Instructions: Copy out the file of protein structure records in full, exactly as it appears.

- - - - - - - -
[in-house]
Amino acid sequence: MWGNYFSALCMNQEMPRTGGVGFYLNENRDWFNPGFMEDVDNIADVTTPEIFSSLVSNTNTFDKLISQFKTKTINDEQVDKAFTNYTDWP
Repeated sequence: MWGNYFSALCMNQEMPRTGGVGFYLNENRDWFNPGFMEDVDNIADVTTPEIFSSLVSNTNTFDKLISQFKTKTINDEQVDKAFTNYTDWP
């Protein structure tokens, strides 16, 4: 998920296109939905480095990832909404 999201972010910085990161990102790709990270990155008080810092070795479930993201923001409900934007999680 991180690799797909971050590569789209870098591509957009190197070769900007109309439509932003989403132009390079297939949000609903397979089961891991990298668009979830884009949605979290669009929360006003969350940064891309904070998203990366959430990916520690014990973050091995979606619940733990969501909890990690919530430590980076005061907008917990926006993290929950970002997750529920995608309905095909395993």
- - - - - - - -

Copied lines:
[in-house]
Amino acid sequence: MWGNYFSALCMNQEMPRTGGVGFYLNENRDWFNPGFMEDVDNIADVTTPEIFSSLVSNTNTFDKLISQFKTKTINDEQVDKAFTNYTDWP
Repeated sequence: MWGNYFSALCMNQEMPRTGGVGFYLNENRDWFNPGFMEDVDNIADVTTPEIFSSLVSNTNTFDKLISQFKTKTINDEQVDKAFTNYTDWP
């Protein structure tokens, strides 16, 4: 998920296109939905480095990832909404 999201972010910085990161990102790709990270990155008080810092070795479930993201923001409900934007999680 991180690799797909971050590569789209870098591509957009190197070769900007109309439509932003989403132009390079297939949000609903397979089961891991990298668009979830884009949605979290669009929360006003969350940064891309904070998203990366959430990916520690014990973050091995979606619940733990969501909890990690919530430590980076005061907008917990926006993290929950970002997750529920995608309905095909395993």